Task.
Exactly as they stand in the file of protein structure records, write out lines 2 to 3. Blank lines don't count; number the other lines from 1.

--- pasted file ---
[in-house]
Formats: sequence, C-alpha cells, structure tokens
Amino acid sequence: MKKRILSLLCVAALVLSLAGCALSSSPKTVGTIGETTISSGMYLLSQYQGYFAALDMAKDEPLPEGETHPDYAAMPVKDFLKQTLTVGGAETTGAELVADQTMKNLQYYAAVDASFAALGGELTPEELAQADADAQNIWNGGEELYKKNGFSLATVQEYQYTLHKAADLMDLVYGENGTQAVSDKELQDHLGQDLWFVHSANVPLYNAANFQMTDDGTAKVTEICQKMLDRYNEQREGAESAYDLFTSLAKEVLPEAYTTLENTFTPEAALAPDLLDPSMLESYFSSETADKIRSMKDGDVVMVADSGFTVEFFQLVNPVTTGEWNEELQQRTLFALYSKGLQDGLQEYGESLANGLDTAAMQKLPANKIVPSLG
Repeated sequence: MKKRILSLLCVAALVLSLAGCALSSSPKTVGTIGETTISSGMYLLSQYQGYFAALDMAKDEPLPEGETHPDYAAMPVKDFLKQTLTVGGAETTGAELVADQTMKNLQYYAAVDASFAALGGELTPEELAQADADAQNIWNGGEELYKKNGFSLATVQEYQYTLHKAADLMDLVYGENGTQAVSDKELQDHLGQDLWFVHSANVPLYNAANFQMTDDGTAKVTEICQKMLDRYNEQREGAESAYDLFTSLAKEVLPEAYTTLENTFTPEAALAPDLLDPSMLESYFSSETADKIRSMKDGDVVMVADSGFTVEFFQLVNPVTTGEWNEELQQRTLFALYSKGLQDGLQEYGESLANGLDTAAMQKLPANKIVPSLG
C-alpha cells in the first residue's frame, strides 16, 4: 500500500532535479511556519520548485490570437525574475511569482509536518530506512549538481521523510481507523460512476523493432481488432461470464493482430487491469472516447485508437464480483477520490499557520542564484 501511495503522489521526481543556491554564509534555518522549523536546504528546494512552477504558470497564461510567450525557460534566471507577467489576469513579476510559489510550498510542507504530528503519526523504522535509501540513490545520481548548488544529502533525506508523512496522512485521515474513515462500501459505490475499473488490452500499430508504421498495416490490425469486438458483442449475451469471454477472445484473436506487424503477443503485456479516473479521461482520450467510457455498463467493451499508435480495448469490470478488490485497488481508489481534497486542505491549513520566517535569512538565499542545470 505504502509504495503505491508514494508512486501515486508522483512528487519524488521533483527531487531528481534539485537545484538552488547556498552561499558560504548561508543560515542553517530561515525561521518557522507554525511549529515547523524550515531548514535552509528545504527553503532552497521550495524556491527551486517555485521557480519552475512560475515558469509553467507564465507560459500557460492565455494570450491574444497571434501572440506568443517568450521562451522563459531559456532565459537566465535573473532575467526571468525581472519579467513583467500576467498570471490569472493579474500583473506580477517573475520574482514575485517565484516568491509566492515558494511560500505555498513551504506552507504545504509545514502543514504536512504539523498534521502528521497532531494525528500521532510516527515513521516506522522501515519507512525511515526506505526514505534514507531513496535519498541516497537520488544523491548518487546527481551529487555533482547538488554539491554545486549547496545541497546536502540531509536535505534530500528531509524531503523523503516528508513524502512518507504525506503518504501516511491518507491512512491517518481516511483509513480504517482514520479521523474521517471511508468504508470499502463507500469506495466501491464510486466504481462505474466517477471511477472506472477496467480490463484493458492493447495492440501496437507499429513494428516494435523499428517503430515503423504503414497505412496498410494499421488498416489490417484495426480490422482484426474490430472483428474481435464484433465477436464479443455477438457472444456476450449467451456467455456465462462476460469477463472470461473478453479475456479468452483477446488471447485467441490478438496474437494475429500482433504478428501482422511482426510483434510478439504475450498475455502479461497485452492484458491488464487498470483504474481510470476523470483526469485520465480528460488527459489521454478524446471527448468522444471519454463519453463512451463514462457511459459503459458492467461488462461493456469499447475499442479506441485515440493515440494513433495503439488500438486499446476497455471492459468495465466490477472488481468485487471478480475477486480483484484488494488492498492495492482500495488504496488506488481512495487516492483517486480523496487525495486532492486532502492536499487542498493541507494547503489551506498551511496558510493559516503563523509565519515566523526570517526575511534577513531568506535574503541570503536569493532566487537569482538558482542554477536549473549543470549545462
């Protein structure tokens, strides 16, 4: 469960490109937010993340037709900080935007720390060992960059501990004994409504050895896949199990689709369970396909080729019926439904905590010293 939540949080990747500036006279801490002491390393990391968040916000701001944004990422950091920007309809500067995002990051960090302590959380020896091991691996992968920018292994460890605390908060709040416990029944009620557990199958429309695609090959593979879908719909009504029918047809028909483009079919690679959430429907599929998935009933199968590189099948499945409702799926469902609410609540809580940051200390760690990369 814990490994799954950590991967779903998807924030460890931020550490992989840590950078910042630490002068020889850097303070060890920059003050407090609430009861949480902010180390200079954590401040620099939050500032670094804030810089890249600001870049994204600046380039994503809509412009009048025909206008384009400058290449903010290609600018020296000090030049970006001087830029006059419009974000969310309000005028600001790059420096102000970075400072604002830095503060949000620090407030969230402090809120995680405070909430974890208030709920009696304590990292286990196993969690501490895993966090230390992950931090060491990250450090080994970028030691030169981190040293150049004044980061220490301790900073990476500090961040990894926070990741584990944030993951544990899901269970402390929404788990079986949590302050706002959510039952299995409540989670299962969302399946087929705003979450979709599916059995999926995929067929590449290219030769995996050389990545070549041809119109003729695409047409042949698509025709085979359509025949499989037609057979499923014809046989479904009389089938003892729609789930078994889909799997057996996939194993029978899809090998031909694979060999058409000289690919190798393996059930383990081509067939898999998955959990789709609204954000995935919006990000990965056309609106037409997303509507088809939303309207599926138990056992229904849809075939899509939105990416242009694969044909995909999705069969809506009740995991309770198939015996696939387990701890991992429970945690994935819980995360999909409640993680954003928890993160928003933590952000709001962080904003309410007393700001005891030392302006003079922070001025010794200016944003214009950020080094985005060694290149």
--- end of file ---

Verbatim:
Formats: sequence, C-alpha cells, structure tokens
Amino acid sequence: MKKRILSLLCVAALVLSLAGCALSSSPKTVGTIGETTISSGMYLLSQYQGYFAALDMAKDEPLPEGETHPDYAAMPVKDFLKQTLTVGGAETTGAELVADQTMKNLQYYAAVDASFAALGGELTPEELAQADADAQNIWNGGEELYKKNGFSLATVQEYQYTLHKAADLMDLVYGENGTQAVSDKELQDHLGQDLWFVHSANVPLYNAANFQMTDDGTAKVTEICQKMLDRYNEQREGAESAYDLFTSLAKEVLPEAYTTLENTFTPEAALAPDLLDPSMLESYFSSETADKIRSMKDGDVVMVADSGFTVEFFQLVNPVTTGEWNEELQQRTLFALYSKGLQDGLQEYGESLANGLDTAAMQKLPANKIVPSLG